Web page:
Testimony: Ban the Box, House General, 2016
House Committee on General, Housing, and Military Affairs
February 25, 2016
Re: H.261 – An act relating to criminal record inquiries by an employer.
A criminal record should not be a life-long barrier to gainful employment. Unfortunately for many Vermonters, it is a Scarlet Letter that limits their ability to earn a living, find housing, and rebuild their lives. A criminal conviction, even for minor offenses, limits a person’s job opportunities and future earnings potential.
- Nearly 90% of all employers conduct background checks and a criminal history is a real barrier to new employment.
- Nationally, more than 60%1 of people formerly incarcerated are unemployed one year after release from prison.
- Those who have found jobs are making 40% less pay annually.2
If a person is convicted of a crime and pays their debt to society, VBSR believes they deserve a second chance. More and more employers across the state have already banned the box – recognizing that it wrongly limits their own pool of applicants. Passing H.261 and expanding this practice to private employers across the state is not only the right thing to do, but it also makes economic sense for Vermont.
A 2011 study in Philadelphia found that putting 100 ex-offenders back to work would:
• Increase their lifetime earnings by $55 million,
• Increase income tax contributions by $1.9 million,
• Boost sales tax revenue by $770,00,
• Save the state government more than $2 million annually in future incarceration costs.3
A booming prison population
The United States has the largest prison population in the world. There are approximately 2.2 million people in prisons and jails – about 1 in every 110 U.S. residents. There are also 4.7 million adults on parole or probation – representing approximately 1 in every 51 U.S. residents.4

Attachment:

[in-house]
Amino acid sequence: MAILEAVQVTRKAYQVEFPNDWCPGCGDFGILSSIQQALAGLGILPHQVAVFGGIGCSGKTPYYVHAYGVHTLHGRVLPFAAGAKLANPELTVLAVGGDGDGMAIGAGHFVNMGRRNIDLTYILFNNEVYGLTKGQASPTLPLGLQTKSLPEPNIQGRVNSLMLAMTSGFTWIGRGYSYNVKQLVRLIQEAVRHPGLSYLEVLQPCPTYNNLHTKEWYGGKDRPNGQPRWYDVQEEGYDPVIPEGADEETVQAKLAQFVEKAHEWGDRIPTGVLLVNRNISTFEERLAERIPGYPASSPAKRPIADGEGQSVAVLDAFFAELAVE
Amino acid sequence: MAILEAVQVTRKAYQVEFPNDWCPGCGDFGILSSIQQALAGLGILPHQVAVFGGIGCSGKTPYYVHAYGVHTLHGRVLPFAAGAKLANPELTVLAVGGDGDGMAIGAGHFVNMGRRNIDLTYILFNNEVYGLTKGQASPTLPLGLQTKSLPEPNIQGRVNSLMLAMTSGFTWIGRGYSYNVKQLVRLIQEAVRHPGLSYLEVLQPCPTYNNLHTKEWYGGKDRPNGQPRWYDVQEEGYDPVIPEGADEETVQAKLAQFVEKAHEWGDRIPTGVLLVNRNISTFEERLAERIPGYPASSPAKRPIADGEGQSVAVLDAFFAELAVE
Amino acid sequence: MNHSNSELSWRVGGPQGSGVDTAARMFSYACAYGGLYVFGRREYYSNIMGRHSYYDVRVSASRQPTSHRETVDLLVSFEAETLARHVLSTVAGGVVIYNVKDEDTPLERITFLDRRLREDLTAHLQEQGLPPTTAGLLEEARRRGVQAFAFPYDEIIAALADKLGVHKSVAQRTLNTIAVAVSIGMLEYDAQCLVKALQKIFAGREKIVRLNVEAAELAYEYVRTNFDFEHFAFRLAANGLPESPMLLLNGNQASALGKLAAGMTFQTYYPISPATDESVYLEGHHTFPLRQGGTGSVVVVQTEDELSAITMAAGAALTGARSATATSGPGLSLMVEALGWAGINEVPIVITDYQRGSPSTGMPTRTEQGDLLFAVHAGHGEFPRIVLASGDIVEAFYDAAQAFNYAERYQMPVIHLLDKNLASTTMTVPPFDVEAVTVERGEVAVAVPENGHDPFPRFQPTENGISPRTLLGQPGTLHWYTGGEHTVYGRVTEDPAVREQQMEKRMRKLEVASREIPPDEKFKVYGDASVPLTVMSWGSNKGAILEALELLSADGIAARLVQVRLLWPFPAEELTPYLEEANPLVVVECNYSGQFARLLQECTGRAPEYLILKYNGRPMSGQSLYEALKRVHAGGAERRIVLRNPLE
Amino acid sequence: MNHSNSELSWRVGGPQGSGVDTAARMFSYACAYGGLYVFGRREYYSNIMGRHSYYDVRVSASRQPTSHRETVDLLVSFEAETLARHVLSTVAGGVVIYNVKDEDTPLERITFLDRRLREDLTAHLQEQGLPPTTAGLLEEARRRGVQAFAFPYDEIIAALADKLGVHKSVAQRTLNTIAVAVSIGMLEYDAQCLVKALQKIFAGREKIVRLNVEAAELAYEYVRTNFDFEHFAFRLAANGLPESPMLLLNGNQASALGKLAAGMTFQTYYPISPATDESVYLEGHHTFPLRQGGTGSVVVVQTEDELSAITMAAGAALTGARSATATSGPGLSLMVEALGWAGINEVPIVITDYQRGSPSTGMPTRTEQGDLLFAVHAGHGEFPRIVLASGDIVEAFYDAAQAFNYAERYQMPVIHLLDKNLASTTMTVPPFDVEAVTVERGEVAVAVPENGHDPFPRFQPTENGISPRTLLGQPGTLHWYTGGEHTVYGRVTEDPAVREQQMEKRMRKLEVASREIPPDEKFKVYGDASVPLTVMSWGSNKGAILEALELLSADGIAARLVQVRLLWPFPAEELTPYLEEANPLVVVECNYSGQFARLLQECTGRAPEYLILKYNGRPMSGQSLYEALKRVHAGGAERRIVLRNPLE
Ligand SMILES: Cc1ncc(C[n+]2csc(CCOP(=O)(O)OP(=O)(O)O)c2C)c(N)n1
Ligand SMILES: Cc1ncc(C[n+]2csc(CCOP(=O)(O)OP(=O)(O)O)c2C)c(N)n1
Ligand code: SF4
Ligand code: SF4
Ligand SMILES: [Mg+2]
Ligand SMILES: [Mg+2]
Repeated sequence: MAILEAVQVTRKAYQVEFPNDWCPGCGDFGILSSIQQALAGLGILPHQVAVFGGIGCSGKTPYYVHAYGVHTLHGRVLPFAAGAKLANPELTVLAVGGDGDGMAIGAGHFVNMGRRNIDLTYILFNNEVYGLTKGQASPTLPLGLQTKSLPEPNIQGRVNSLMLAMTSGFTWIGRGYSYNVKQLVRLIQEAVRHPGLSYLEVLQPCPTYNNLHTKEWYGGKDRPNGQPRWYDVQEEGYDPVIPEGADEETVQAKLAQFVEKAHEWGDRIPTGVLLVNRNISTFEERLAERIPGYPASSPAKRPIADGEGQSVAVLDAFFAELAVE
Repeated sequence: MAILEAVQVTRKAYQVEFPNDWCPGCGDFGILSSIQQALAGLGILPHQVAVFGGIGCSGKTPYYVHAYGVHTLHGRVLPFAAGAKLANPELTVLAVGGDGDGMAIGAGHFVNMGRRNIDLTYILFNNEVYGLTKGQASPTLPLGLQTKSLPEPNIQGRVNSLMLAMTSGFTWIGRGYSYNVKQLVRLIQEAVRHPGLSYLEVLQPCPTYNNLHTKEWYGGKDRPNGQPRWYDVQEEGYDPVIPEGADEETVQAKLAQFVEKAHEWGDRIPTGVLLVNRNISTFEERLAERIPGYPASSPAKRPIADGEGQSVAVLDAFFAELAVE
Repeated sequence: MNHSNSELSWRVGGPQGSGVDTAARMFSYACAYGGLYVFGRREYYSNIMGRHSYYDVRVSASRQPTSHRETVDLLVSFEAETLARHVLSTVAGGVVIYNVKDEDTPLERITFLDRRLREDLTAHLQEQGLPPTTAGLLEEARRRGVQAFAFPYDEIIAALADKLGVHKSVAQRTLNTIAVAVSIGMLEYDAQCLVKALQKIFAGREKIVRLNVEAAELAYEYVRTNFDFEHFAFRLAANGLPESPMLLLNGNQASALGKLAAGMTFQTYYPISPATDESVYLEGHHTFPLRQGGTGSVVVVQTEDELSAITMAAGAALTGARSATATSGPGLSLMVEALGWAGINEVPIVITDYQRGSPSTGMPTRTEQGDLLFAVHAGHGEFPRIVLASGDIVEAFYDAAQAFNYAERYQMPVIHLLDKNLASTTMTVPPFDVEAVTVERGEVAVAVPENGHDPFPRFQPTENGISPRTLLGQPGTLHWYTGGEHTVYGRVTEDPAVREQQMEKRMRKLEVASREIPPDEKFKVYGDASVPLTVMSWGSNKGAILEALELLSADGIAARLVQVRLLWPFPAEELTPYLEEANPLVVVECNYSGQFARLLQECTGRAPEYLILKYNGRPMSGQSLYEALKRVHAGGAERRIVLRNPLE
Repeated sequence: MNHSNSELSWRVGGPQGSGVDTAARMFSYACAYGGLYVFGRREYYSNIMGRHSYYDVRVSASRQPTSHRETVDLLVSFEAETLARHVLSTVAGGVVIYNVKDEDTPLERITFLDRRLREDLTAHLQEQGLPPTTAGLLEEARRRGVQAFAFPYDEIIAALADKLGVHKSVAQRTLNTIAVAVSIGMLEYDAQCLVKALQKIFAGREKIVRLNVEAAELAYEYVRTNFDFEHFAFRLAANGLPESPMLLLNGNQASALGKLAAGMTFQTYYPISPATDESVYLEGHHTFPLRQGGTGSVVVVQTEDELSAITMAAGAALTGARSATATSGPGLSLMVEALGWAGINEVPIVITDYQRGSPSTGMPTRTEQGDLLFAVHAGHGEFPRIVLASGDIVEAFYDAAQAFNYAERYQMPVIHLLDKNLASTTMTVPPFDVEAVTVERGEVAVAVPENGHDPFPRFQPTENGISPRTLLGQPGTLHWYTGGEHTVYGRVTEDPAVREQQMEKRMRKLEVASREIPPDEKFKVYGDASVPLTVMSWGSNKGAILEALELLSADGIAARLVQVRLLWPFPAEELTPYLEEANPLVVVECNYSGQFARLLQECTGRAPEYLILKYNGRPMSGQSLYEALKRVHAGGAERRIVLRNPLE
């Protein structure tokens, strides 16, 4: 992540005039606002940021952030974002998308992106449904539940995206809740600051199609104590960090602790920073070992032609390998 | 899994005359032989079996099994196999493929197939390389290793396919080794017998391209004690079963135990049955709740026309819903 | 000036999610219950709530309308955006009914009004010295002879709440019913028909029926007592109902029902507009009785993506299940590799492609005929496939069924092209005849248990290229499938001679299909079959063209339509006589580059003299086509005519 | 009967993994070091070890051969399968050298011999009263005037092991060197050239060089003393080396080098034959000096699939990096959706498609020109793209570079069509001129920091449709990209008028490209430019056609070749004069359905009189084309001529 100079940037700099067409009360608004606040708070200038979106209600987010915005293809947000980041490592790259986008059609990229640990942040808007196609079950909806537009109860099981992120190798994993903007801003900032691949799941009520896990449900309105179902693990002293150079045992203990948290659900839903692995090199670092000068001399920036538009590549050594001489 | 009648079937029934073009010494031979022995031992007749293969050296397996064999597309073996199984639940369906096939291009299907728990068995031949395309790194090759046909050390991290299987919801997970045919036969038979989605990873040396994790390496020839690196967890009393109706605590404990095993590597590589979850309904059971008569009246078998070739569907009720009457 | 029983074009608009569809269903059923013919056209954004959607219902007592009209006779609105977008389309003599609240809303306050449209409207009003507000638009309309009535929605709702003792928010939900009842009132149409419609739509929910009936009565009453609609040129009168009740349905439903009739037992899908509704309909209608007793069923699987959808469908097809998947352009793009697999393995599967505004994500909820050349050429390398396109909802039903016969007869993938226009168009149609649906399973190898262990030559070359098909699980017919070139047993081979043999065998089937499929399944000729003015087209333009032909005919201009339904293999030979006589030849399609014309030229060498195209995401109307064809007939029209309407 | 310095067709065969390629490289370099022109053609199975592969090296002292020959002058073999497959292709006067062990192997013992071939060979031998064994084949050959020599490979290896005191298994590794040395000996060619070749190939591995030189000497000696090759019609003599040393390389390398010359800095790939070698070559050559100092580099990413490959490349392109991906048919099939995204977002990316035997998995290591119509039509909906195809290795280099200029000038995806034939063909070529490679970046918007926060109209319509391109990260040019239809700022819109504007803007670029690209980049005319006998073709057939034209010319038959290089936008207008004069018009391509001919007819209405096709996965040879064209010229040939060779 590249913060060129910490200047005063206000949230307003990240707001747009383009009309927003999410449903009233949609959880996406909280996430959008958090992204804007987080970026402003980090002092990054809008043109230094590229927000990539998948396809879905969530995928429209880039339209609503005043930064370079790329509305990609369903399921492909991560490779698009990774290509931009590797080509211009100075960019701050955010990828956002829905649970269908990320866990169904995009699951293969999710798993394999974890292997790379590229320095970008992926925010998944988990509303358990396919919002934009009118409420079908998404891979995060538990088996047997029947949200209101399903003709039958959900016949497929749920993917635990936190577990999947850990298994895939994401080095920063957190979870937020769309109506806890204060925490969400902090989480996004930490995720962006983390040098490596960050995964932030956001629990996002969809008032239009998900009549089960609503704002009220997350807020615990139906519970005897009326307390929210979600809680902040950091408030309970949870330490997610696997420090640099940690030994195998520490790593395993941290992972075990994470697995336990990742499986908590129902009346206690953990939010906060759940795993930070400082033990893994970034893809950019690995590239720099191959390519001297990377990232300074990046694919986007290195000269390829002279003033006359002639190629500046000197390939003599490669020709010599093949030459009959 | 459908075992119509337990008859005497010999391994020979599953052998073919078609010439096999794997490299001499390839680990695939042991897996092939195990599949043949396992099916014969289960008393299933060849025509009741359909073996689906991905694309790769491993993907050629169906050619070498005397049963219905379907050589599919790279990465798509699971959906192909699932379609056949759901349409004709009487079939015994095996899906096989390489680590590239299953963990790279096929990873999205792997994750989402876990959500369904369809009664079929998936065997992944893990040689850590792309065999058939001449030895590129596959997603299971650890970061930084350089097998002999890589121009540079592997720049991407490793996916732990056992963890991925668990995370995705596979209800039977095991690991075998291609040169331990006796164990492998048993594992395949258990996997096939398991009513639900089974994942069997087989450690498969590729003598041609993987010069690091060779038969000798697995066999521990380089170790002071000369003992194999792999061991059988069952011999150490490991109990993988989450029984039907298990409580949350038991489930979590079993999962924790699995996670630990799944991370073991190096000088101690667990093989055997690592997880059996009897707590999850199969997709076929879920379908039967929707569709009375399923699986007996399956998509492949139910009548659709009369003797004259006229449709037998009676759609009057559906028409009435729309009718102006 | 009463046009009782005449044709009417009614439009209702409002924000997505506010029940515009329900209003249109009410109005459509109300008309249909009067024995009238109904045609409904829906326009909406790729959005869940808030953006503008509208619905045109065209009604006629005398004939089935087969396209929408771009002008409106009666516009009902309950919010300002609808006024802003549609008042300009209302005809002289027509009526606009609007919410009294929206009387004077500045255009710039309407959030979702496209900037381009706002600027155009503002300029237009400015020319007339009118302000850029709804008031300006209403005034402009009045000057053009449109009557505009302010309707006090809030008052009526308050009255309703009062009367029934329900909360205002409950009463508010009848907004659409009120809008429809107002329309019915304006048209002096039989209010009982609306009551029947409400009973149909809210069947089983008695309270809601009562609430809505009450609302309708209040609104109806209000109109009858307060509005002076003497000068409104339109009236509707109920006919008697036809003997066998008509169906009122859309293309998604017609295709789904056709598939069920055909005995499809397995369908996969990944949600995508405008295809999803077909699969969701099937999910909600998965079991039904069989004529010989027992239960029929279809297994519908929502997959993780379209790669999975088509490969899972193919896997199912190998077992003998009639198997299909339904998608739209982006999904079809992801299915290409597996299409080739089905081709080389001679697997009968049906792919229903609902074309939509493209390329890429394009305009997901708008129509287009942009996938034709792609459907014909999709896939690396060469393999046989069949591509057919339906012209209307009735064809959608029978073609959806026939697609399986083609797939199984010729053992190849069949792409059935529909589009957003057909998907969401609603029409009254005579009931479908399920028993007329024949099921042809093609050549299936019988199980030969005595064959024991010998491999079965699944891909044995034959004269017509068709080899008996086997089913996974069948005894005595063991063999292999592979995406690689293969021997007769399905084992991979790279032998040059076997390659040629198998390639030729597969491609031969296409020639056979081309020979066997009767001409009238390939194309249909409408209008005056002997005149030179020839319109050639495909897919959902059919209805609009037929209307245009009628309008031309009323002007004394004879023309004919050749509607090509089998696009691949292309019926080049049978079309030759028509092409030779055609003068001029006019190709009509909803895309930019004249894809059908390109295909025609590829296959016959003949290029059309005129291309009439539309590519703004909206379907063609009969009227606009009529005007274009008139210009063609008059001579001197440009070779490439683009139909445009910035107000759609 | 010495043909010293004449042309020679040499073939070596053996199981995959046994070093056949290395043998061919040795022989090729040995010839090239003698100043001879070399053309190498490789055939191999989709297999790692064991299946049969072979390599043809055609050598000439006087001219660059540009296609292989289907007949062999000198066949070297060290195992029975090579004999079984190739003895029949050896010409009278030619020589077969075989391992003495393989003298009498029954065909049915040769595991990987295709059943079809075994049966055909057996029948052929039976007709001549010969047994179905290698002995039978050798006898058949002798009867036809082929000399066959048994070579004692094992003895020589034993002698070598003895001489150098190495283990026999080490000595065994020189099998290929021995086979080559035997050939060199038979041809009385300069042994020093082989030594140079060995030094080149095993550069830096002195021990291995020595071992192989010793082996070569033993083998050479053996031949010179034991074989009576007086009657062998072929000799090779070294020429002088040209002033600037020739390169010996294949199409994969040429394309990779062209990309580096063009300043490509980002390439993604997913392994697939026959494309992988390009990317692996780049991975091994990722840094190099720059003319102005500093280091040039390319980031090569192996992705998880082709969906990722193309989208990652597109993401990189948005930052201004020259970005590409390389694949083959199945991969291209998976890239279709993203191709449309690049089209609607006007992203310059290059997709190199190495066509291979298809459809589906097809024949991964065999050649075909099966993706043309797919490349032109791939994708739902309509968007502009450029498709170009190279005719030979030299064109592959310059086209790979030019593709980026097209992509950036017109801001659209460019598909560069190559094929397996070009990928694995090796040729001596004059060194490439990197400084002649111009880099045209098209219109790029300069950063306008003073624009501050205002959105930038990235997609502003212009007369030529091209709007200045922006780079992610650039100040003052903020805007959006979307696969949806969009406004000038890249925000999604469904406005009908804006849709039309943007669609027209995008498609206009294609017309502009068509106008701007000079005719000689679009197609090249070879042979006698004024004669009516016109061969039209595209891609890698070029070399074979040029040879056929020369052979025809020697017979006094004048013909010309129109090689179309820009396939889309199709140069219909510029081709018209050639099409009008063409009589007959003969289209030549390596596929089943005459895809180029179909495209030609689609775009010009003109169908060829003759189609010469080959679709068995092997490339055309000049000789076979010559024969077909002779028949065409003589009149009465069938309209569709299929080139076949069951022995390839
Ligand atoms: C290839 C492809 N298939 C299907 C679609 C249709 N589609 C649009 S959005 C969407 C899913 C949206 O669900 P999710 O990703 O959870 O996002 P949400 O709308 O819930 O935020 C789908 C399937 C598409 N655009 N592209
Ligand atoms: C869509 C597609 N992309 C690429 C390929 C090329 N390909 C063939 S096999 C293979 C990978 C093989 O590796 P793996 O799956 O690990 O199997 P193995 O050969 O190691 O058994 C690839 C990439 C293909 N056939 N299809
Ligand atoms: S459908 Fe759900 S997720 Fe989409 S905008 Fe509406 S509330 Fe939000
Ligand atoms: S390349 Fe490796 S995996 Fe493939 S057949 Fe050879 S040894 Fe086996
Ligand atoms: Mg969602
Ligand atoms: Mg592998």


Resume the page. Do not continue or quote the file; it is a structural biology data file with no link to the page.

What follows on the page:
Vermont’s prison population has declined in recent years, but there are more than 1,900 state residents behind bars. The state also struggles with an opiate addiction that ensnares Vermonters of all walks of life, bringing more and more people in contact with law enforcement and the state’s criminal justice system.
Vermonters returning to their communities from prison need assistance and resources. Removing the criminal history question on job applications increases job opportunities for people with criminal records.
Durham, N.C. experience –
- The city and county eliminated criminal history question for government jobs in 2011.
- Since then, the number of employees with criminal records hired by the city has increased almost 7 fold.
- For county jobs, 96% of applicants with criminal histories who were recommended for a county position were ultimately hired.5
Hawaii banned the box in 1998 and the result has been increased participation in the workforce by ex-offenders and a 57% reduction in felony-level recidivism in Honolulu County.6
Banning the Box is a Good Hiring Practice
The U.S. Equal Employment Opportunity Commission (EEOC) recommended in 2012 that employers remove the question from job applications as a “best practice” to ensure fair hiring standards. Because minorities and workers of color are statistically more likely to have criminal records, businesses may be violating the civil rights of applicants by wholesale screening out those with criminal histories.
The EEOC recommends that employers give applicants the opportunity to explain the circumstances of their criminal record and why it should not disqualify them from obtaining employment. The EEOC also recommends that employers instead consider the (1) gravity of the offense, (2) the time that has passed since the conviction, and (3) if the conviction is relevant to the job the applicant is seeking.7 None of these important questions can be answered by an employer based on a check mark on a job application.
A person’s criminal history does not tell a prospective employer if the candidate will be a good worker. In fact, a study of hiring practices found that employees with criminal histories are 1.1% more productive at work than employees without criminal histories.8
Preserves the Rights of Employers
H.261 does not prohibit an employer from conducting a background check or asking an applicant about criminal convictions during a job interview. This legislation does not force the business to hire anyone. The goal of the legislation is to ensure fair access for job applicants by placing the focus on skills, qualifications, and work history.
We urge you to pass this legislation and help better the lives of Vermonters with criminal histories. Thank you for your time and service to Vermont.
Public Policy Manager
Vermont Businesses for Social Responsibility firstname.lastname@example.org (802) 355-7461